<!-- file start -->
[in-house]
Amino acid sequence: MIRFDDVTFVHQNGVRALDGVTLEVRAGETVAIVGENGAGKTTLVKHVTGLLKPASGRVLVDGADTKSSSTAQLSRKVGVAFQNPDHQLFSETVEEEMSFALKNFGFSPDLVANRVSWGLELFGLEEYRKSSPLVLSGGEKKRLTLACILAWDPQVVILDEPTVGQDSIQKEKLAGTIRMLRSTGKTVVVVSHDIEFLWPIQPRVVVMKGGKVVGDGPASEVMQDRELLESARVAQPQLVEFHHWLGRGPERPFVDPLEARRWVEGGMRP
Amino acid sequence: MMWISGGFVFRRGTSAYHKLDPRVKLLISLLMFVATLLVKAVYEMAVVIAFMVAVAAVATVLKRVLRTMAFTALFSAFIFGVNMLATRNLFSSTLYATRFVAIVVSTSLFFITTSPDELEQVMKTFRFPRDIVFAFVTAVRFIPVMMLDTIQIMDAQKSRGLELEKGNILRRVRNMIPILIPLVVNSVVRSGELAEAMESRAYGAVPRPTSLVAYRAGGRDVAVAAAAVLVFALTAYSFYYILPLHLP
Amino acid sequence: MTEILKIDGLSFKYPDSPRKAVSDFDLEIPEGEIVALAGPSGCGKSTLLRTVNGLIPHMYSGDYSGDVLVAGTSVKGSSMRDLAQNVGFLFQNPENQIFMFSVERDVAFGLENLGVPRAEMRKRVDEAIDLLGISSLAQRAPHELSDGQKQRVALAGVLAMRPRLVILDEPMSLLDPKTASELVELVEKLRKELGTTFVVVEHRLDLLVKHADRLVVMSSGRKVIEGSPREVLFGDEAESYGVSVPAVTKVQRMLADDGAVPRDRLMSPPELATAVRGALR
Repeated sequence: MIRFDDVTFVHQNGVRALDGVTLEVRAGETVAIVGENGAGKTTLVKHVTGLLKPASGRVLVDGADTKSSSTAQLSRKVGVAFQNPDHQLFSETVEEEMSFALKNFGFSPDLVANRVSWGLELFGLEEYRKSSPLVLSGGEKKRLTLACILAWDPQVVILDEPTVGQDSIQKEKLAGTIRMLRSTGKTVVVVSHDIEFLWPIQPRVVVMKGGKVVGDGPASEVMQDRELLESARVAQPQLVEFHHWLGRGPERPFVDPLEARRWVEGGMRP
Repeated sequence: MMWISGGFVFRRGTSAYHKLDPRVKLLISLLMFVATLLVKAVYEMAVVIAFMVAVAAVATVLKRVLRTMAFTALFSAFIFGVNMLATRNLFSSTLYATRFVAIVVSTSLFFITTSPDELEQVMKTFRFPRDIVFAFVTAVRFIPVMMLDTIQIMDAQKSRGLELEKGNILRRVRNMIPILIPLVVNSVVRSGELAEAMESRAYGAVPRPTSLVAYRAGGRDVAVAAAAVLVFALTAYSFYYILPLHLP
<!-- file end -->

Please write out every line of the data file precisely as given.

[in-house]
Amino acid sequence: MIRFDDVTFVHQNGVRALDGVTLEVRAGETVAIVGENGAGKTTLVKHVTGLLKPASGRVLVDGADTKSSSTAQLSRKVGVAFQNPDHQLFSETVEEEMSFALKNFGFSPDLVANRVSWGLELFGLEEYRKSSPLVLSGGEKKRLTLACILAWDPQVVILDEPTVGQDSIQKEKLAGTIRMLRSTGKTVVVVSHDIEFLWPIQPRVVVMKGGKVVGDGPASEVMQDRELLESARVAQPQLVEFHHWLGRGPERPFVDPLEARRWVEGGMRP
Amino acid sequence: MMWISGGFVFRRGTSAYHKLDPRVKLLISLLMFVATLLVKAVYEMAVVIAFMVAVAAVATVLKRVLRTMAFTALFSAFIFGVNMLATRNLFSSTLYATRFVAIVVSTSLFFITTSPDELEQVMKTFRFPRDIVFAFVTAVRFIPVMMLDTIQIMDAQKSRGLELEKGNILRRVRNMIPILIPLVVNSVVRSGELAEAMESRAYGAVPRPTSLVAYRAGGRDVAVAAAAVLVFALTAYSFYYILPLHLP
Amino acid sequence: MTEILKIDGLSFKYPDSPRKAVSDFDLEIPEGEIVALAGPSGCGKSTLLRTVNGLIPHMYSGDYSGDVLVAGTSVKGSSMRDLAQNVGFLFQNPENQIFMFSVERDVAFGLENLGVPRAEMRKRVDEAIDLLGISSLAQRAPHELSDGQKQRVALAGVLAMRPRLVILDEPMSLLDPKTASELVELVEKLRKELGTTFVVVEHRLDLLVKHADRLVVMSSGRKVIEGSPREVLFGDEAESYGVSVPAVTKVQRMLADDGAVPRDRLMSPPELATAVRGALR
Repeated sequence: MIRFDDVTFVHQNGVRALDGVTLEVRAGETVAIVGENGAGKTTLVKHVTGLLKPASGRVLVDGADTKSSSTAQLSRKVGVAFQNPDHQLFSETVEEEMSFALKNFGFSPDLVANRVSWGLELFGLEEYRKSSPLVLSGGEKKRLTLACILAWDPQVVILDEPTVGQDSIQKEKLAGTIRMLRSTGKTVVVVSHDIEFLWPIQPRVVVMKGGKVVGDGPASEVMQDRELLESARVAQPQLVEFHHWLGRGPERPFVDPLEARRWVEGGMRP
Repeated sequence: MMWISGGFVFRRGTSAYHKLDPRVKLLISLLMFVATLLVKAVYEMAVVIAFMVAVAAVATVLKRVLRTMAFTALFSAFIFGVNMLATRNLFSSTLYATRFVAIVVSTSLFFITTSPDELEQVMKTFRFPRDIVFAFVTAVRFIPVMMLDTIQIMDAQKSRGLELEKGNILRRVRNMIPILIPLVVNSVVRSGELAEAMESRAYGAVPRPTSLVAYRAGGRDVAVAAAAVLVFALTAYSFYYILPLHLP